So why make a bike?
This was the dream of Ian Weatherill and the late Simon Sharp, Hope’s co-founders.
It was never about the idea of becoming a bike brand, but rather just to have the satisfaction of producing a complete bike. Initial ideas were for a welded steel frame, but as technology moved on over the years, so their ideas moved to carbon.
UK CARBON PRODUCTION
There’s a wealth of knowledge around carbon fibre in the UK, with the majority of the current F1 teams being based here as well as a thriving aerospace industry. This gives us access to some of the worlds most talented carbon fibre engineers, right on our doorstep. The challenge was taking their skill at producing one off components, and scaling it up to production quantities.
Since our existing products are manufactured using the processes most companies only use to produce their first prototypes ie CNC machined rather than cast or precision forged, it’s not been an unusual experience for us.
Mould production has been one of the easiest processes since these are made on CNC machines and we already have a few of these.
Cutting and laying up the carbon sheet is quite a labour intensive process, but keeping production on site in Barnoldswick gives us total confidence in the quality of parts we can produce. In the past there have been reservations internally about the safety of manufacturing in carbon fibre and although carbon fibre production is a new process to us, with the correct controls and working practices put in place, it can be made an extremely safe process. Also by manufacturing in our own factory in the UK to strict health and safety regulations, we can ensure a safe working environment for our staff, which is more than can be said for some companies who have parts produced in anonymous factories around the world.
Although we didn’t really want to create new standards on this project we felt it was important as we have seen compromises bike manufacturers have made when designing frames and also the restrictions on component manufacturers to conform to standards.
Very few companies have previously been able to combine the needs of the frame and component designer into one project. With this unique opportunity, we set about creating our idea of the perfect bike - without compromise. Our bike designs have gone through a big evolution over the years, changing as our current bike requirements have changed as well as the evolution in wheel sizes and the disappearance of the front mech.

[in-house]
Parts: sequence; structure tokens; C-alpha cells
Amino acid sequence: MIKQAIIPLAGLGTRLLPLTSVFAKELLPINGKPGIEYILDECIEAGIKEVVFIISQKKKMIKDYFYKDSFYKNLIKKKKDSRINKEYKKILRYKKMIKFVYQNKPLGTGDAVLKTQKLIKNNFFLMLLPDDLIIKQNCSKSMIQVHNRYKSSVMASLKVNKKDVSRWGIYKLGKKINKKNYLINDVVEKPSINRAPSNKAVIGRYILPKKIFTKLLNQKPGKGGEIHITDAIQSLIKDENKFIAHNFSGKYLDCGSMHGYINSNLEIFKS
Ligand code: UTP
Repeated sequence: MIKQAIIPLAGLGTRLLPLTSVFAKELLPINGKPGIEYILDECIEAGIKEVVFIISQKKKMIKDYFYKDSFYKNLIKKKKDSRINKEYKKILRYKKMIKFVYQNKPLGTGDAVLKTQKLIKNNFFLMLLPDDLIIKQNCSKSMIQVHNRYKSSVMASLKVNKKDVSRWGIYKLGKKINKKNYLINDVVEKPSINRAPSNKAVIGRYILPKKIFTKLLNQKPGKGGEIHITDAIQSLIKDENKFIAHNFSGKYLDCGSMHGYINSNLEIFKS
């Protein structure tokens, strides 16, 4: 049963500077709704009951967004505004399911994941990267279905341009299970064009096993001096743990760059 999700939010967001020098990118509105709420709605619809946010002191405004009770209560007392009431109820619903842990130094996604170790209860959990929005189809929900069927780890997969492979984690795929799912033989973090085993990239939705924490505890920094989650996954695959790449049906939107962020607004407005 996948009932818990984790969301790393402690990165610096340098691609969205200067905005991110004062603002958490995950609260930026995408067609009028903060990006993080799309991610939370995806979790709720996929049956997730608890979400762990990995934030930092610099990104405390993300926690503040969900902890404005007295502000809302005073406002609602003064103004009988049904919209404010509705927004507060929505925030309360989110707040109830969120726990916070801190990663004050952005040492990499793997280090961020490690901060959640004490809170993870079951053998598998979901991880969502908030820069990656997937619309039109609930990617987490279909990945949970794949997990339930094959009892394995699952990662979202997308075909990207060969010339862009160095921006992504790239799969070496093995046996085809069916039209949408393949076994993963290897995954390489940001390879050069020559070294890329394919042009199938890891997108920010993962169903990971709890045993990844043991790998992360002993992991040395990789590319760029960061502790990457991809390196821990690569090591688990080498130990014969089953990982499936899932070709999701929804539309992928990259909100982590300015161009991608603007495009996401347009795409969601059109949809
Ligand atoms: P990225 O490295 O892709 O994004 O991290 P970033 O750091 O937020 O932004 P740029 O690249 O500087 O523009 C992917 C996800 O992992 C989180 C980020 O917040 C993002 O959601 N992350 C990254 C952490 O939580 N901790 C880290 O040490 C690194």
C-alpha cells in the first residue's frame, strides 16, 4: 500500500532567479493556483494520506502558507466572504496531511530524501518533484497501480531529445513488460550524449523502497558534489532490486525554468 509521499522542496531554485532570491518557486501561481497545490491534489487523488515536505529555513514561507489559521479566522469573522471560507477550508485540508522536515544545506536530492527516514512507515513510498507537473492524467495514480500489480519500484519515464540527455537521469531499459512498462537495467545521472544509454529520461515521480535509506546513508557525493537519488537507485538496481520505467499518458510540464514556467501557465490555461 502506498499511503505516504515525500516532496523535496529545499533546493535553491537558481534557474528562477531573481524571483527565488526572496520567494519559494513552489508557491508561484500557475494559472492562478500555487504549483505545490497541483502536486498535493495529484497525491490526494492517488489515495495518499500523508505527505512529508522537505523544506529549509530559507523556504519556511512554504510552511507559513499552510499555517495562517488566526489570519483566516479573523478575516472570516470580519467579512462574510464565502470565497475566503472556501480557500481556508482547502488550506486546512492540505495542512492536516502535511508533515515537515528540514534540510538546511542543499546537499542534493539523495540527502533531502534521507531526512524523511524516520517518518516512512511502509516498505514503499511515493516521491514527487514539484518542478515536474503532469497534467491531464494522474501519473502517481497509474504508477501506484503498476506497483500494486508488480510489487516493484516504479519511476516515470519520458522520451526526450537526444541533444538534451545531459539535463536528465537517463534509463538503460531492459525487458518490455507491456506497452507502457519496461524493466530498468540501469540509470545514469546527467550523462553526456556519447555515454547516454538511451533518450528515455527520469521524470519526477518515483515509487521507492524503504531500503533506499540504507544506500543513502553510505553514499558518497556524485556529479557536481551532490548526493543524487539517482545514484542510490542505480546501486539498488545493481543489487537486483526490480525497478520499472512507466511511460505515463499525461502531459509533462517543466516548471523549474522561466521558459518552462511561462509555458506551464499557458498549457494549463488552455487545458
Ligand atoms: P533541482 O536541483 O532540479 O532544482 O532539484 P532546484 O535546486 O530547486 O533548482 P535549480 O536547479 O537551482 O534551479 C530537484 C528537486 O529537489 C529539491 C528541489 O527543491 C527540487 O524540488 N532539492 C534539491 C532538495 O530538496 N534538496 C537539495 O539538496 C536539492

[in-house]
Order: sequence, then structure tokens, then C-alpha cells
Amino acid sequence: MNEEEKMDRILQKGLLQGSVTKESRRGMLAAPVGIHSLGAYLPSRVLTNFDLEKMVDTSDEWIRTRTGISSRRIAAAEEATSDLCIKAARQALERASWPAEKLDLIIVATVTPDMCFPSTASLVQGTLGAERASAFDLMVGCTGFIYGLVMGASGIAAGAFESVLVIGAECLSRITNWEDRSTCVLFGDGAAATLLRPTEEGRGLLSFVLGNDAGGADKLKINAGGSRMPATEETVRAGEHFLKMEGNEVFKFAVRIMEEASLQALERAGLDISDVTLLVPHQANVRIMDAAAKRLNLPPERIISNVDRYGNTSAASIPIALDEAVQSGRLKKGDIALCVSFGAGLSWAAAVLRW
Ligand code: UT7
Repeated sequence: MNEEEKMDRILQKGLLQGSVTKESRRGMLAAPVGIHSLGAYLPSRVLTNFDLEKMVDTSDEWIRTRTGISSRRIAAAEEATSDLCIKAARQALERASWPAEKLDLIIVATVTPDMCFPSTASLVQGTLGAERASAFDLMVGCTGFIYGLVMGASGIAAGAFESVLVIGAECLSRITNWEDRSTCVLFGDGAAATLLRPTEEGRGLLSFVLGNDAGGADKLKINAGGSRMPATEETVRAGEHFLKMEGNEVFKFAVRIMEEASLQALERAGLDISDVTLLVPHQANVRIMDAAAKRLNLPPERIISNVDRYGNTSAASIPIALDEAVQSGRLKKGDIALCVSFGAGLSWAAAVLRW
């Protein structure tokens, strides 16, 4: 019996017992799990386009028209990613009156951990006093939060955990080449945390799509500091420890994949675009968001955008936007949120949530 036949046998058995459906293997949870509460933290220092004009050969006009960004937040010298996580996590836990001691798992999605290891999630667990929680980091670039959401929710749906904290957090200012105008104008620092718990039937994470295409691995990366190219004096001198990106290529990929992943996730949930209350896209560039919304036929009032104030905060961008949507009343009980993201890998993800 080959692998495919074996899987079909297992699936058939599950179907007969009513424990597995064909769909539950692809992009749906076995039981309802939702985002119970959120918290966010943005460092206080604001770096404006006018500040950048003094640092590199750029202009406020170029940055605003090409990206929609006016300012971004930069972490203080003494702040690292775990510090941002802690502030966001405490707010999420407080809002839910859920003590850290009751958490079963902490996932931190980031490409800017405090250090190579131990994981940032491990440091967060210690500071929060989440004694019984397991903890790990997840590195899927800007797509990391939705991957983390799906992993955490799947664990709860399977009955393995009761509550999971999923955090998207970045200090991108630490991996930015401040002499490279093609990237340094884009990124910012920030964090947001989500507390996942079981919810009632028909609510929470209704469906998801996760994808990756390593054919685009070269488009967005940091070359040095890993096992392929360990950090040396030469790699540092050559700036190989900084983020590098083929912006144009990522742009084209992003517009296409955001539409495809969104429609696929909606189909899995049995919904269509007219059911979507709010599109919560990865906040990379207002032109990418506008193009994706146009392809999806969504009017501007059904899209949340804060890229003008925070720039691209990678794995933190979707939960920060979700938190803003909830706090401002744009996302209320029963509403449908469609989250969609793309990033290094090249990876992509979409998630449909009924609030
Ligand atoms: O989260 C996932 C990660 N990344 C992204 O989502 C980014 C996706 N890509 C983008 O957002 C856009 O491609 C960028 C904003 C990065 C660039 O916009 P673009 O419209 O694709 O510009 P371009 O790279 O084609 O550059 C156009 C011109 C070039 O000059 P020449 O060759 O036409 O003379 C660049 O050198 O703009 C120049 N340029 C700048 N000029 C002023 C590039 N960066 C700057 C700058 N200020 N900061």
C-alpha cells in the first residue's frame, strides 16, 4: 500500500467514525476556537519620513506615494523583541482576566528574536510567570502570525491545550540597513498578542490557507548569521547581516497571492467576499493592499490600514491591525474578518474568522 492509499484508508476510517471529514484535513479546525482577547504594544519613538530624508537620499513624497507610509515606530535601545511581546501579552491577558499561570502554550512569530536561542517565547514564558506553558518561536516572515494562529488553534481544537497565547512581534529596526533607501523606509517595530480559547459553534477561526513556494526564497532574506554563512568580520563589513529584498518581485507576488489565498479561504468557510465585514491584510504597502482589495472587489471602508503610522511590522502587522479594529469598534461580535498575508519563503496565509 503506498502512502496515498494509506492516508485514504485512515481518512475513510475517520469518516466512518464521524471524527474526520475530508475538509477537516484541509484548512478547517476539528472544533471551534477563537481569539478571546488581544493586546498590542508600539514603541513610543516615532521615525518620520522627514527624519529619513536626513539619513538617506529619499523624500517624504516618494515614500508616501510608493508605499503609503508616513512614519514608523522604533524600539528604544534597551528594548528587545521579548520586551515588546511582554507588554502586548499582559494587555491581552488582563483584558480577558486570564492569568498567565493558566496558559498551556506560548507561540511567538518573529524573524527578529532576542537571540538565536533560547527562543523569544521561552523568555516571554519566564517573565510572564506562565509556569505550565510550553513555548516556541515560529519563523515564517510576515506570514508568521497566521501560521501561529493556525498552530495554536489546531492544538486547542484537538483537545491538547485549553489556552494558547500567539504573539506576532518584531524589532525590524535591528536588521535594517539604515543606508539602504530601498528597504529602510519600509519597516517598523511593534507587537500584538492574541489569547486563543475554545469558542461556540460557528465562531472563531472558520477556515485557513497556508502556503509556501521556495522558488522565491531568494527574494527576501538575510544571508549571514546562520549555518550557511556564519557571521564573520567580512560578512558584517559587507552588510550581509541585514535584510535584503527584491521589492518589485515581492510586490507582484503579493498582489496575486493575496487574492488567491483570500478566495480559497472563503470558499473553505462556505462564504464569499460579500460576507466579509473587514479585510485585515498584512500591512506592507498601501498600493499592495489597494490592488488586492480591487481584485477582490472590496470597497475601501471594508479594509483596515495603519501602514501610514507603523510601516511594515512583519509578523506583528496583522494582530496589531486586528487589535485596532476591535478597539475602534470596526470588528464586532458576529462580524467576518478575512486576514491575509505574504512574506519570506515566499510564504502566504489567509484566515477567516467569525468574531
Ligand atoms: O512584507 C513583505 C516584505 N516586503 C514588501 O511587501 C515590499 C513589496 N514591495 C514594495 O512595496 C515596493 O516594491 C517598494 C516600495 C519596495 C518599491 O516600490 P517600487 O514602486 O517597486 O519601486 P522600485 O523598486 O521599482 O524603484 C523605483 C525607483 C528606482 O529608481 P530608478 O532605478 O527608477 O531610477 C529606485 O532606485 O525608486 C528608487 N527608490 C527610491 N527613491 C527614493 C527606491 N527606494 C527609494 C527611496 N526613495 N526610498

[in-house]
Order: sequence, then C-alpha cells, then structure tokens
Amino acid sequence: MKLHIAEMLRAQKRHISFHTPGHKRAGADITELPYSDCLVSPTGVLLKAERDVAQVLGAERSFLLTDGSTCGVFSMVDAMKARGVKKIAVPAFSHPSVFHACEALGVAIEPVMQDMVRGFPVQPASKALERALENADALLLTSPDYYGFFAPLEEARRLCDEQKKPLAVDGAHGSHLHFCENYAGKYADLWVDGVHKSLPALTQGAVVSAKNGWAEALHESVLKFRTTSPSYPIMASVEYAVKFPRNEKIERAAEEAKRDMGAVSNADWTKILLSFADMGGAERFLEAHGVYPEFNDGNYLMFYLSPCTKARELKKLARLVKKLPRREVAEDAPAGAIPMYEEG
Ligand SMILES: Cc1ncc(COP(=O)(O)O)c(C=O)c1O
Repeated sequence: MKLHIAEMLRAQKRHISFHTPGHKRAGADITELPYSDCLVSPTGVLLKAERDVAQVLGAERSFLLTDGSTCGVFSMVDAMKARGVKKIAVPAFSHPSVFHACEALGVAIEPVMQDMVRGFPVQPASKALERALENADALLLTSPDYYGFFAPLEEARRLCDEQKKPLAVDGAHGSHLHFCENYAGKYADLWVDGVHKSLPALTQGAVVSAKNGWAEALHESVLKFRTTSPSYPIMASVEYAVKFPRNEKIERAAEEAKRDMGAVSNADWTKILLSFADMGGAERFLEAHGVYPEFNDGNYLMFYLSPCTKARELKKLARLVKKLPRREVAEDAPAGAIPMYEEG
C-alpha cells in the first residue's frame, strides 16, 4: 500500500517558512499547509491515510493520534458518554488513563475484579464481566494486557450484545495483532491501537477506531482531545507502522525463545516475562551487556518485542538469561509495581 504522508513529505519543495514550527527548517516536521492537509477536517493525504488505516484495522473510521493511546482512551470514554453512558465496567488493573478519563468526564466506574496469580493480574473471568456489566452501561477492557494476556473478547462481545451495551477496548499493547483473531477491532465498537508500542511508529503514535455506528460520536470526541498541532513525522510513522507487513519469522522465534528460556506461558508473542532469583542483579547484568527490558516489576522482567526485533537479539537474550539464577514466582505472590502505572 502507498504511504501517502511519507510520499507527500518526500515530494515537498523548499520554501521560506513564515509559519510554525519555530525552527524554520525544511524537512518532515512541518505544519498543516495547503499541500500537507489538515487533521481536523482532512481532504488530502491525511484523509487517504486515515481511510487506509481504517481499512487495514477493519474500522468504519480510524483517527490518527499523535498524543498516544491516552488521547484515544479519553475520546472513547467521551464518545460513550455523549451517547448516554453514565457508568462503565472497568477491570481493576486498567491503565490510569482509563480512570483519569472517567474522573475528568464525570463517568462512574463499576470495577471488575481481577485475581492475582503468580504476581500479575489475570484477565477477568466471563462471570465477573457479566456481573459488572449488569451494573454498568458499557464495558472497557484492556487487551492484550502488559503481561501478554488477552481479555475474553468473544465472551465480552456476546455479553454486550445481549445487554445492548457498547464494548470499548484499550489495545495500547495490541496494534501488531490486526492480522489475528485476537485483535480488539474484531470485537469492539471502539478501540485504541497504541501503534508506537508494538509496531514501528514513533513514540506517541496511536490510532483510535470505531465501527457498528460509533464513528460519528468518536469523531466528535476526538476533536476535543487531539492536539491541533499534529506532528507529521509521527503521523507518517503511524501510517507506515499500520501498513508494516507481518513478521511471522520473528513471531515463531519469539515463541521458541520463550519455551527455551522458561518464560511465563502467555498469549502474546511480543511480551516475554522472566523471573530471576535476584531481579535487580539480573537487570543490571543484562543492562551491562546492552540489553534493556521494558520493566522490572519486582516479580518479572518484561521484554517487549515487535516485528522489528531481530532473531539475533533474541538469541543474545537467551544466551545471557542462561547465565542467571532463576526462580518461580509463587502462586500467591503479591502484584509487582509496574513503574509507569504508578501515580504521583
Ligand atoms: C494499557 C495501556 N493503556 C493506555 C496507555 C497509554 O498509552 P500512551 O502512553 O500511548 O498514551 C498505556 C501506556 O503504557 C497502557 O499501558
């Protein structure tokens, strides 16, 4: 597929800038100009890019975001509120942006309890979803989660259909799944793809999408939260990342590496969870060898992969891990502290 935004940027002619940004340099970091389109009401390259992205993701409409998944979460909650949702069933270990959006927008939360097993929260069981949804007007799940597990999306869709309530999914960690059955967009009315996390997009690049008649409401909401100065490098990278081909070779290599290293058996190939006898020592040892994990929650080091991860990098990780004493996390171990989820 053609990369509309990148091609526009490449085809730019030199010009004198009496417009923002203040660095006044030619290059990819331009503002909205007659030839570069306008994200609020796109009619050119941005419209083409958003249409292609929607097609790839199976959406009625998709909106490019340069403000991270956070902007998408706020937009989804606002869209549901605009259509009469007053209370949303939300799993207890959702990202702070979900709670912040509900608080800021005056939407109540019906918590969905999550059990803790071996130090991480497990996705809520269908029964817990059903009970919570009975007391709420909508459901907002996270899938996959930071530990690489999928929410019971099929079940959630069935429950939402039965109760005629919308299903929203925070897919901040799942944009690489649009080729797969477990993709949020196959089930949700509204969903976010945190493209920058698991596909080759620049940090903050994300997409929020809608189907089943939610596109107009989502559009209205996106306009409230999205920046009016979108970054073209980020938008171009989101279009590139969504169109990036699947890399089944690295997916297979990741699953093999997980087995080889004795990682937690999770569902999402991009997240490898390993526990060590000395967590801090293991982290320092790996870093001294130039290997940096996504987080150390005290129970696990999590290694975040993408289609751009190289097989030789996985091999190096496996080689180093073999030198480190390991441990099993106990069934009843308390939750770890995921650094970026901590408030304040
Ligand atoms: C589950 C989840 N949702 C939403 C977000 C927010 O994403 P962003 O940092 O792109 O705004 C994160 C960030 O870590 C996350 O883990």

We started back in 2005 with a downhill bike, but this design progressed through many different disciplines and has finally settled on our current ride - 160mm travel All Mountain/Trail style bike.
This bike uses very few current standards since it was initially developed as a design concept rather than a product design exercise. Maybe not the best solution for compatibility, but when you make every part, it gives you the opportunity to manufacture a bike without compromise.
We produced a uniquely spaced rear end to achieve a dishless wheel build. Moving the drive-side chainstay out has altered the chainline to give more clearance around the bottom bracket (this was pre boost, but realistically has achieved the same thing). Additionally we brought the non-driveside chainstay in to create a narrower 130mm dropout width rear end and moved the rotor/caliper as close as possible to the spokes.
The hub is fitted with a 17mm thru axle and 25mm location spacers for maximum stiffness.